These outcomes are not going to be attained by improving the assembly line that defines schools today. While there is evidence that current efforts to improve educational batch processing garner some results when placed in the context of a rising bar – in terms of the nature and level of skills needed for success – sticking with our current approaches is like hoping we can retrofit a car for flight.
We need an approach that maximizes success for the same learners our current system discards and eschews a normal bell curve for a crowded, tall peak where the right tail used to be. Where selecting might have been utilitarian in the past, the new utility is making sure more do well. This seems to make for an easy choice, but embracing the noble – and now practical – purpose of education at the expense of the culling purpose will demand some big uncomfortable, but feasible, changes.
In order to complete a successful shift in purpose through action, we can no longer simply wish for community commitment, parental support, student drive and even financial equity – all persistent challenges – it is also a matter of rethinking our approaches. As with remodeling a house, the time has also passed for a new coat of paint, new appliances, or even a new addition appended to the old. Rather, it is time to get down to the weight bearing walls, redesign and rebuild for the new mission.
This means intentionally and systematically moving away from the assembly line batch processing that defines schools today. We need to build and tune an orchestra with students at the center – each section of the orchestra representing an aspect of a well-aligned system of education – with competency as a central instrument.
We are already invested in a competency-based system defined by three of four defining features of such a system – high stakes outcomes, assessments and accountability measures that matter. However, there is a fourth, as of yet unrealized feature that may be the most important – high-quality diverse educational experiences that are somewhat tailored to student need and interest and equitably available. One size may fit for a culling purpose, but for a broader achievement purpose, we need variety.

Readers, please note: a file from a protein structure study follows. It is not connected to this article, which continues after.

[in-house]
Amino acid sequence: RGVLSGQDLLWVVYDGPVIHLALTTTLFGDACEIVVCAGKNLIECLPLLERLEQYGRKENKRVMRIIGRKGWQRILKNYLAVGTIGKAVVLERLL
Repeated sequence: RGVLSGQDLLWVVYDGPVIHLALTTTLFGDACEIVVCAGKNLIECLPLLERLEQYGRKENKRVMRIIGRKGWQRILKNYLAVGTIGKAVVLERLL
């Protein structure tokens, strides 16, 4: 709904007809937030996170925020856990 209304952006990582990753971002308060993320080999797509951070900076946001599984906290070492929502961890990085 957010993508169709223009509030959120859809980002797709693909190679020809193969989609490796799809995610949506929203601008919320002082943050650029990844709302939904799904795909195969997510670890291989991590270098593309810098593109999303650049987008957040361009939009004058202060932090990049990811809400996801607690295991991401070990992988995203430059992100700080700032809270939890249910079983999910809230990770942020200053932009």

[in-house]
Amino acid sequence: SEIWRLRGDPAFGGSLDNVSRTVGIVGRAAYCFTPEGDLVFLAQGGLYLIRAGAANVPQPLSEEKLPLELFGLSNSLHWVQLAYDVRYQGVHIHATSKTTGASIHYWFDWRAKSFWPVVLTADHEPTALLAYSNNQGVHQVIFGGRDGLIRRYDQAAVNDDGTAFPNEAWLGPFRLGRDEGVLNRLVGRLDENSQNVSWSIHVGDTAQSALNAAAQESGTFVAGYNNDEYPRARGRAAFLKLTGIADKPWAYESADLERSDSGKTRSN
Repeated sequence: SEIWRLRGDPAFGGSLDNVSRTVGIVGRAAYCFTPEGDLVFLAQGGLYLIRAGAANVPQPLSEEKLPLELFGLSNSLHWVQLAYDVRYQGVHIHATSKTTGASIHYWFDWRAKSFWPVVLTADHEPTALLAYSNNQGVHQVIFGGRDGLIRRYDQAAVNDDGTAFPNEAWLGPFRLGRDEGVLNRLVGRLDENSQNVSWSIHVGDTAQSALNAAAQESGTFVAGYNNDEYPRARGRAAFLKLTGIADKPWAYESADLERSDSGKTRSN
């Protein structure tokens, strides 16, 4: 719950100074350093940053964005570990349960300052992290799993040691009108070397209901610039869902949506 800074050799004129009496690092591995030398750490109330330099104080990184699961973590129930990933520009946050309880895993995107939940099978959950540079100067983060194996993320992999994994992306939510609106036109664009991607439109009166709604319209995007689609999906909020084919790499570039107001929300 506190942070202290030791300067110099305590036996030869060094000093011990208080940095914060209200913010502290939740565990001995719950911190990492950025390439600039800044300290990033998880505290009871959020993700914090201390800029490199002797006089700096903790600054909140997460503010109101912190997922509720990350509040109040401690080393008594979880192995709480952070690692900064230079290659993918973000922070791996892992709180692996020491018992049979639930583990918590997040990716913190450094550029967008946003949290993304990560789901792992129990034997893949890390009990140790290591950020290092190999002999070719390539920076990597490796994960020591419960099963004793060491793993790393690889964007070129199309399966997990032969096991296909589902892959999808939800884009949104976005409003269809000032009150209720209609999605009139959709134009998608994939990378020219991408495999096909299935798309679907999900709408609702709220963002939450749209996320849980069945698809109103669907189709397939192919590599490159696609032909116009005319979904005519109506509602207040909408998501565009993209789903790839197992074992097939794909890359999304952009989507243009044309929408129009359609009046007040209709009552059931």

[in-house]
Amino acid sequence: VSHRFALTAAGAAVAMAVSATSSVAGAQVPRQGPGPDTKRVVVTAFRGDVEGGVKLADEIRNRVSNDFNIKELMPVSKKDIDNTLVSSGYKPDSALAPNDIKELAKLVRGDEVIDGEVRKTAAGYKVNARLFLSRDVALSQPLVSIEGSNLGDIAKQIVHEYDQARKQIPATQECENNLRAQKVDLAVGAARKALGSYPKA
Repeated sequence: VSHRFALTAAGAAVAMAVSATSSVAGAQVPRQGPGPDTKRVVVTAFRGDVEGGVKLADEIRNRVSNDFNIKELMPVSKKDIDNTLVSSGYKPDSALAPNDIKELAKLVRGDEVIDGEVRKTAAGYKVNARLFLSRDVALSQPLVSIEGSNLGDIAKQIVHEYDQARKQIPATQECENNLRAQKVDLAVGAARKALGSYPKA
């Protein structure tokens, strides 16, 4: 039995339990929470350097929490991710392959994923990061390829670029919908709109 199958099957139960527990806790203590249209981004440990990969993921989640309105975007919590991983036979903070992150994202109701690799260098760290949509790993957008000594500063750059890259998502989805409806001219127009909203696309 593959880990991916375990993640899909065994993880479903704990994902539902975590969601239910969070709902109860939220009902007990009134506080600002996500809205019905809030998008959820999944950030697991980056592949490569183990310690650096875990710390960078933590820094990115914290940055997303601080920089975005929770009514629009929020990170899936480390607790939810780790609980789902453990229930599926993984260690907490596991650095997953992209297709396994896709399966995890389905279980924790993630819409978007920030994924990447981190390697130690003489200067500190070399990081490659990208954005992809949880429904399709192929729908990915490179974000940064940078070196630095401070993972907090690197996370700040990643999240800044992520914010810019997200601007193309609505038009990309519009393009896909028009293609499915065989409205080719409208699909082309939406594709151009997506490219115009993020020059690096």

This last defining feature of a high-quality competency system has a couple of its own essential, discrete dimensions that are worth a deeper review. First, let’s tackle the notion of diverse experiences somewhat tailored to meet students where they are.
People are so much the same in so many ways. We share a majority of DNA. But we are all different. We take pride – especially in our culture – in individual differences. While there is some debate about the significance of multiple intelligences and learning styles, there is little debate that different students benefit from different approaches.
The idea of tailoring approaches to learners is not a new one. It is a core design principal of our current system, but the breadth of variety we can get through differentiated instruction within a traditional classroom is too limited to bring us meaningful results. While we all listen, watch, read and learn through practice, reflection and revision – a more diverse combination of doses of these educational medicines are indicated by science and logic.
The prescription here is not for each learner having a completely distinct and customized education, but for reasonable attention to what we have learned about how people learn. Attending strategically to variety is different from trying to custom-make every aspect of a learning plan. Learners learn well together. The innovations at School-of-One, an interesting effort originally piloted in New York City, include individually analyzed performance followed by a menu of learning opportunities – some one on one, others in small and larger classes that look familiar. What is different about this kind of balanced, feasible approach to more tailored opportunities is that the learners in the smaller and larger classes are grouped based on common needs, not because of their assignment to the same homeroom in September.
Strategic variety based on learning profiles is different than appropriate attention to relevance or student interest, voice and authorship. But all of these are essential links in a chain to assist learners in making purposeful meaning of content. Our lack of attention to student voice explains in part why the number one descriptor of high school among surveyed students is still “boring.” This must end.
Nicholas C. Donohue is President and CEO of the Nellie Mae Education Foundation. Previously, Nick was Commissioner of Education in New Hampshire. He holds a M.Ed. from Harvard University School of Education and a B.A. from Wesleyan University. Follow him on Twitter at @NickDonohueNMEF.